Preventive antibiotics reduce infections but not mortality in adults with acute stroke
- Professor Peter Langhorne
Academic Section of Geriatric Medicine, Division of Cardiovascular and Neurological Sciences, University of Glasgow, Glasgow G4 0SF, UK;
Infection is a common complication in acute stroke1 and can affect patients with either cerebral infarction or cerebral haemorrhage. In most observational studies (such as those by Langhorne and colleagues2 and Aslanyan and colleagues3) the commonest post-stroke infections are of the chest (pneumonia) and of the urinary tract. These two infections can affect up to 20% of patients in the first few weeks after stroke.2 3 The main risk factors for such infections include general characteristics such as age, co- morbid illness and stroke severity and specific factors such as swallowing impairment and urinary catheter use.1 The development of infections appears to be associated with poorer outcomes. Pneumonia has been associated with an increased risk of death,4 and urinary tract infection is associated with increased levels of disability.3
Descriptive studies indicate that one distinctive characteristic of stroke unit care is active monitoring for and management of post-stroke infections.5 The prevention of post-stroke complications (especially infections) appears to explain at least part of the beneficial effect of stroke units on patient outcomes.6 Most acute stroke guidelines and acute stroke unit protocols advise on the prevention, early detection and early treatment of infections in patients but generally do not advise prophylactic administration of antibiotics.1 In view of the fact that early poststroke infections are common and are associated with poorer outcomes it was a logical step to consider the early prophylactic use of antibiotics.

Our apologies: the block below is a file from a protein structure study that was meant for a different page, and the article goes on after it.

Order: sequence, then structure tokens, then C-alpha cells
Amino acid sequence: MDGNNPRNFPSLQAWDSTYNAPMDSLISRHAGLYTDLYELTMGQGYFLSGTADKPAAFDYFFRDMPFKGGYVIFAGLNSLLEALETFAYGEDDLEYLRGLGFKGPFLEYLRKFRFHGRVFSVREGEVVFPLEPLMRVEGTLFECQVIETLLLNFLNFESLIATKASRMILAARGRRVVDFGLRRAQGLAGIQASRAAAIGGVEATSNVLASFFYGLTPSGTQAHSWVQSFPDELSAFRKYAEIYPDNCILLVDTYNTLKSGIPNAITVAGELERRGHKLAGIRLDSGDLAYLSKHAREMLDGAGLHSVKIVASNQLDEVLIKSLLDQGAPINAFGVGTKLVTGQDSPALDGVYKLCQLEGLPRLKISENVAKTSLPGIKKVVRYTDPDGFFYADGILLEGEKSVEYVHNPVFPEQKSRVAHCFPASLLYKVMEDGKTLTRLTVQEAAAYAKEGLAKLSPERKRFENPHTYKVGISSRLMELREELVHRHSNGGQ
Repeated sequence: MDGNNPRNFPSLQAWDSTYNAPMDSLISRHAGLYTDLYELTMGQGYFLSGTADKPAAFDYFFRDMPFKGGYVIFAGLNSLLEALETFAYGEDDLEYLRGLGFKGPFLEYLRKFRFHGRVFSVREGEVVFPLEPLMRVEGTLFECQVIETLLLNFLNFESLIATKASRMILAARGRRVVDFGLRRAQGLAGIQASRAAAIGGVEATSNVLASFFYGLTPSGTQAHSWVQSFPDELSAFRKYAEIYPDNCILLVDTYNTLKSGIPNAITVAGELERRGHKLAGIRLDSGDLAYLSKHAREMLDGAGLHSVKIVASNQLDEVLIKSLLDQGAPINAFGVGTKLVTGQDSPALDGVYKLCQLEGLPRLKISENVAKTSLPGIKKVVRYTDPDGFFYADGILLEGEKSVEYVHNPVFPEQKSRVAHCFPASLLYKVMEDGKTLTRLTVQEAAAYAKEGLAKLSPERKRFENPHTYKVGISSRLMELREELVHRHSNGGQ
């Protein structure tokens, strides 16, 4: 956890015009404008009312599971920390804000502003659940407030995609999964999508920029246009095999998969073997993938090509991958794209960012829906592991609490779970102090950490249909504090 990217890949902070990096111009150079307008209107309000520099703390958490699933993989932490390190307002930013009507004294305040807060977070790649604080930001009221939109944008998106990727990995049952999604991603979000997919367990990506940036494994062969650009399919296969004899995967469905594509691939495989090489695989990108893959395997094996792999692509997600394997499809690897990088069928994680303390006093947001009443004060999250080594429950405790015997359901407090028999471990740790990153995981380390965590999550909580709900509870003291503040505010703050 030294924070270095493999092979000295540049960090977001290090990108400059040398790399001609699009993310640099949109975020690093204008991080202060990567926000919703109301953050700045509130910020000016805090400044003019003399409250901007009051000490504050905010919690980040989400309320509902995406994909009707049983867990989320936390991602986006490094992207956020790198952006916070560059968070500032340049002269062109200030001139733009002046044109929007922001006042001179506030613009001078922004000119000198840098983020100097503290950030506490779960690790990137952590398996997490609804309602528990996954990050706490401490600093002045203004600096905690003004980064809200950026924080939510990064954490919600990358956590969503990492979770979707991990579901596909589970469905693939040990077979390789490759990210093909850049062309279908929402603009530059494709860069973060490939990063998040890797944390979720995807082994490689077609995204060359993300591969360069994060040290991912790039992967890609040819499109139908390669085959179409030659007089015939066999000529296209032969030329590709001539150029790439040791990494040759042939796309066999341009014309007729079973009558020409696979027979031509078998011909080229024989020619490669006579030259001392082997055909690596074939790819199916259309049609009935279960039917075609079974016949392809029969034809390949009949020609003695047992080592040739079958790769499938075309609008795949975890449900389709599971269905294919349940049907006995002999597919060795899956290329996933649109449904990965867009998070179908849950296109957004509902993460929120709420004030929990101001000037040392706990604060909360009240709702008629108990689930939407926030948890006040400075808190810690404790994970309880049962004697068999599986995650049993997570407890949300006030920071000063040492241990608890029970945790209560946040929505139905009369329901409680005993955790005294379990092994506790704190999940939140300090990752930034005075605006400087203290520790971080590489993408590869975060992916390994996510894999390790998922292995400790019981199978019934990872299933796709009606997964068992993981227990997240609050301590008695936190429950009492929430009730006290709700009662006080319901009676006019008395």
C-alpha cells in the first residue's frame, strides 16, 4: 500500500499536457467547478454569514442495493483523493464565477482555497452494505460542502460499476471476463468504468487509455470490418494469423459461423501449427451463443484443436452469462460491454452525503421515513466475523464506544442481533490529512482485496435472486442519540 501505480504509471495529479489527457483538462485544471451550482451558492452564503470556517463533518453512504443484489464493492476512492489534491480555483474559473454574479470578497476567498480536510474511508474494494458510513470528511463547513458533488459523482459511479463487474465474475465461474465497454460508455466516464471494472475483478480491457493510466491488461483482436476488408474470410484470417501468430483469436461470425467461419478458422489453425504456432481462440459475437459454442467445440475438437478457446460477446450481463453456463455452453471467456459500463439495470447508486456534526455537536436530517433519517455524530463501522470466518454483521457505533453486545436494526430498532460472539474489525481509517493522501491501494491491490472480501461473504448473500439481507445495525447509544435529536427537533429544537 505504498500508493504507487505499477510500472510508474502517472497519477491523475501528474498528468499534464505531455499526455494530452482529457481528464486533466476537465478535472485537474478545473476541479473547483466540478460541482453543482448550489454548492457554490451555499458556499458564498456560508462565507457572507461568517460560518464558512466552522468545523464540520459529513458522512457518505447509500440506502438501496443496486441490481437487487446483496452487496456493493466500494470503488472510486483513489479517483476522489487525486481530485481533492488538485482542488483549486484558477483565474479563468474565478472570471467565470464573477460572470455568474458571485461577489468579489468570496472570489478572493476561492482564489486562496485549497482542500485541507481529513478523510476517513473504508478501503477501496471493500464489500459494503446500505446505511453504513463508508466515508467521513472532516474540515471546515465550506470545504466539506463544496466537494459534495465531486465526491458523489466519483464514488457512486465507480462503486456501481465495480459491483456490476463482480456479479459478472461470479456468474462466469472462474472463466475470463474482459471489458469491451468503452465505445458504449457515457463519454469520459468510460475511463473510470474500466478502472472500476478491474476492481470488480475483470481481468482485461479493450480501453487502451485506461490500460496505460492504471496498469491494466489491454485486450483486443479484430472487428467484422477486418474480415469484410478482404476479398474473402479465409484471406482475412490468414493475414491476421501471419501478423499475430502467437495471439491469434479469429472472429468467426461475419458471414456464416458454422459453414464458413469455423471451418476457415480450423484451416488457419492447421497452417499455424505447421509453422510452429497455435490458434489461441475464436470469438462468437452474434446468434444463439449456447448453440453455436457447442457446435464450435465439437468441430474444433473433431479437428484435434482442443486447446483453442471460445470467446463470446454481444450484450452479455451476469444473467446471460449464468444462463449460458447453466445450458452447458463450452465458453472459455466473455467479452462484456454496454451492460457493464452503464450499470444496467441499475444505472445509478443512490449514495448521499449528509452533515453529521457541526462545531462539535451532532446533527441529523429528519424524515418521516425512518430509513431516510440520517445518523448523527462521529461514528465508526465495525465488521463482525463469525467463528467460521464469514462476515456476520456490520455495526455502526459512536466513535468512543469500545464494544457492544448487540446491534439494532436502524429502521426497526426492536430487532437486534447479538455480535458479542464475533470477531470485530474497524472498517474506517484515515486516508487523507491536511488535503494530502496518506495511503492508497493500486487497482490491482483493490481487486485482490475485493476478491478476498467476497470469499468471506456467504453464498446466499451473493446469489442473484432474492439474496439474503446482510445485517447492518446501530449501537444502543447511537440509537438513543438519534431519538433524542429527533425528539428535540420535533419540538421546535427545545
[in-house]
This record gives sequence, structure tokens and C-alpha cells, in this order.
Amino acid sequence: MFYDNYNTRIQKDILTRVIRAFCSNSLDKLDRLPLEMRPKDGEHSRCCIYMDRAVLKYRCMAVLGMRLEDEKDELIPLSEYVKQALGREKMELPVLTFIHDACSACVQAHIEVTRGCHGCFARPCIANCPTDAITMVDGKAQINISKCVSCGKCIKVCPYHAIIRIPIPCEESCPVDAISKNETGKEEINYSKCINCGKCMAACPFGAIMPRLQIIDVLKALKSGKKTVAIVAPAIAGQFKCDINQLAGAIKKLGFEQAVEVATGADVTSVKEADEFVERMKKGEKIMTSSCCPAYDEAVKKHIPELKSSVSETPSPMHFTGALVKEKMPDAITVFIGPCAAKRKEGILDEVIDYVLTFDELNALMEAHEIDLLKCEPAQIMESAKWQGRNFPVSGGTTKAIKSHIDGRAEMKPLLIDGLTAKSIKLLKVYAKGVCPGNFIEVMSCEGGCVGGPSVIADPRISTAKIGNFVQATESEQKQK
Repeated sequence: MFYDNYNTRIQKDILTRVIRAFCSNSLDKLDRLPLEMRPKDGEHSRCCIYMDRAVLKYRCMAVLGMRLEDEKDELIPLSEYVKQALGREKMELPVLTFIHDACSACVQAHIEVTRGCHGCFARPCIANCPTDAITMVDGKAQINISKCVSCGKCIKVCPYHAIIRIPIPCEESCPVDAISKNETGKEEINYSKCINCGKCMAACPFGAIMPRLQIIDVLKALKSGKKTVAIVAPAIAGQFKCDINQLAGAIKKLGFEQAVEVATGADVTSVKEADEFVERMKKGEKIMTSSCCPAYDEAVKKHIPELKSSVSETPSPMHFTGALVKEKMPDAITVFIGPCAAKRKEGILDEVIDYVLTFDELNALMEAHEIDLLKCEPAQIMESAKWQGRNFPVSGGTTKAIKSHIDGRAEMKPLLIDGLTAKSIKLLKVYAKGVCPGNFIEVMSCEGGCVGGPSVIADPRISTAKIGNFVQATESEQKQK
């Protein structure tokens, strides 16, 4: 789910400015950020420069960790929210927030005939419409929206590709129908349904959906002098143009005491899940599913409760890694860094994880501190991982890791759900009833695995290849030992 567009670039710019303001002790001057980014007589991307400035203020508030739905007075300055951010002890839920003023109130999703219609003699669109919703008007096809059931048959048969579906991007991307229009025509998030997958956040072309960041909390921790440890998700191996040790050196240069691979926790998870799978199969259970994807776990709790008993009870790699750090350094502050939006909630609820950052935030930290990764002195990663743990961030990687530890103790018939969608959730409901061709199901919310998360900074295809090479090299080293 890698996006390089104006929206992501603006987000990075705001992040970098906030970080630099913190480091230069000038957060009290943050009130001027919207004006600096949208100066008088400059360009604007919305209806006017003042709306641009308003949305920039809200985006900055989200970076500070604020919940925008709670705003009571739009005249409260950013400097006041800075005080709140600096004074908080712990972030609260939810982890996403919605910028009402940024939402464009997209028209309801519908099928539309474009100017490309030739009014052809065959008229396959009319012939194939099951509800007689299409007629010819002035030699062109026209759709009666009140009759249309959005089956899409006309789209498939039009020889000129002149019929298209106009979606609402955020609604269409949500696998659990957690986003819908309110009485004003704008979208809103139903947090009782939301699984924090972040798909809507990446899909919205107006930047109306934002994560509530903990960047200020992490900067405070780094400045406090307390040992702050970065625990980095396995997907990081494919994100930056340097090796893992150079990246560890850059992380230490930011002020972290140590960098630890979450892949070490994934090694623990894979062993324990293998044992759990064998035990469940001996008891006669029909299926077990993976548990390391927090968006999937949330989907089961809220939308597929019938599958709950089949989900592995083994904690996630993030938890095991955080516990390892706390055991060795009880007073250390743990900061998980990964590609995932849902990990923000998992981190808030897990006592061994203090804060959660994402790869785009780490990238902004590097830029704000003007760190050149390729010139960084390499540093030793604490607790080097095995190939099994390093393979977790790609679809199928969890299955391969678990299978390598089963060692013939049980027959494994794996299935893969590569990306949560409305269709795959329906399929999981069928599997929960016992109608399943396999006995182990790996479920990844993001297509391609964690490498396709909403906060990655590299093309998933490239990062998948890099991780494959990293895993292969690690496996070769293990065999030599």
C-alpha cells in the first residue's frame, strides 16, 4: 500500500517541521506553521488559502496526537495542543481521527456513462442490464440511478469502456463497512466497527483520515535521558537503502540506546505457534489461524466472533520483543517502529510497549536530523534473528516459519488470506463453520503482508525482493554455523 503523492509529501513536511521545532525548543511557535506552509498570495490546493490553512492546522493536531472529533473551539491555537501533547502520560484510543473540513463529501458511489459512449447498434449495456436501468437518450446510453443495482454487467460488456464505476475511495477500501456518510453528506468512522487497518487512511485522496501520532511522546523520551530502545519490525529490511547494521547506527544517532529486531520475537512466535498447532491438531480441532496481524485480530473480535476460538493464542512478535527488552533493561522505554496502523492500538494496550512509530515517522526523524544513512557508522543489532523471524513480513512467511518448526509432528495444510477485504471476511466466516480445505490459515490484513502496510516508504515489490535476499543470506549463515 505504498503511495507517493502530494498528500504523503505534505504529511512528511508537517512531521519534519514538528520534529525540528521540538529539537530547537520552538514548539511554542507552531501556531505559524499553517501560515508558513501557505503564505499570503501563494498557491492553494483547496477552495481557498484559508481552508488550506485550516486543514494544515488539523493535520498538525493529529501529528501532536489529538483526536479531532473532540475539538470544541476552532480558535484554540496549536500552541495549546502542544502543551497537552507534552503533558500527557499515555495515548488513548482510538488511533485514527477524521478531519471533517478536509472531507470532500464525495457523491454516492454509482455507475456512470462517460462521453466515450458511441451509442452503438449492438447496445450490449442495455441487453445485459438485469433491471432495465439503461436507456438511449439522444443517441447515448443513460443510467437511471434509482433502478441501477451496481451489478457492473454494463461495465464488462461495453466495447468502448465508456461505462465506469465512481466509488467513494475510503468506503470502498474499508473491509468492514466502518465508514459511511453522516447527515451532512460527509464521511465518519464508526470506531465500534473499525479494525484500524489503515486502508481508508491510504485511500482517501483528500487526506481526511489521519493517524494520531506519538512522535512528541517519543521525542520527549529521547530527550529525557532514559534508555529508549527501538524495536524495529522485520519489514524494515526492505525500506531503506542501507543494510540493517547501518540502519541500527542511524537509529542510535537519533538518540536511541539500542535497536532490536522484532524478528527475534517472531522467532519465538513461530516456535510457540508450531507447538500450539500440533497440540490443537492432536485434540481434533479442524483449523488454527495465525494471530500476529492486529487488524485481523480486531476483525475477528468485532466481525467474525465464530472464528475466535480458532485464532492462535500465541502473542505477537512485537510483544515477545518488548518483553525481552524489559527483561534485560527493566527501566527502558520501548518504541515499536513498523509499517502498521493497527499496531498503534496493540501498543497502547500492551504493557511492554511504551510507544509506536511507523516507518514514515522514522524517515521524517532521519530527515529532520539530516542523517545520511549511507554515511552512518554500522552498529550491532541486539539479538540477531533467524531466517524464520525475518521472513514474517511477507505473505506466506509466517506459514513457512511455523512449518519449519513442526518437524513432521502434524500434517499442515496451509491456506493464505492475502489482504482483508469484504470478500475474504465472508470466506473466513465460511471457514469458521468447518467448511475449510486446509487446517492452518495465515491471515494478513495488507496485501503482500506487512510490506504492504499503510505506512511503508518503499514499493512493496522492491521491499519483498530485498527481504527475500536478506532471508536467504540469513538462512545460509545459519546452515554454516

This article describes a systematic review and metaanalysis of randomised trials of preventive antibiotics in patients with acute stroke. Although the authors used a rather limited trial search strategy and there is some lack of clarity on issues such as unbiased study selection and data extraction, in general the review methodology was good. The review identified four randomised trials (426 participants) that together indicated a potential beneficial effect of preventive antibiotic therapy. In particular, there was a significant reduction in early post-stroke infections and a trend towards a lower case-fatality rate. There were no reports of major harm or toxicity.
The results of this systematic review suggest that preventive antibiotic therapy may be promising, although it has not yet been demonstrated to improve patient survival or functional outcomes. It is also uncertain whether there is a significant risk of rare serious adverse events, such as significant infections with Clostridium difficile or methicillin-resistant Staphylococcus aureus.
The main clinical implication of this review is support for the current policies of active monitoring and management of infections in acute stroke patients. The main implication for research appears to be the need for larger multicentre randomised trials of preventive antibiotic therapy in acute stroke patients. At least one cluster randomised trial is currently under way in the UK to address this important topic. Until the results of such studies are available it would be premature to use routine preventive antibiotic therapy.
Competing interests None.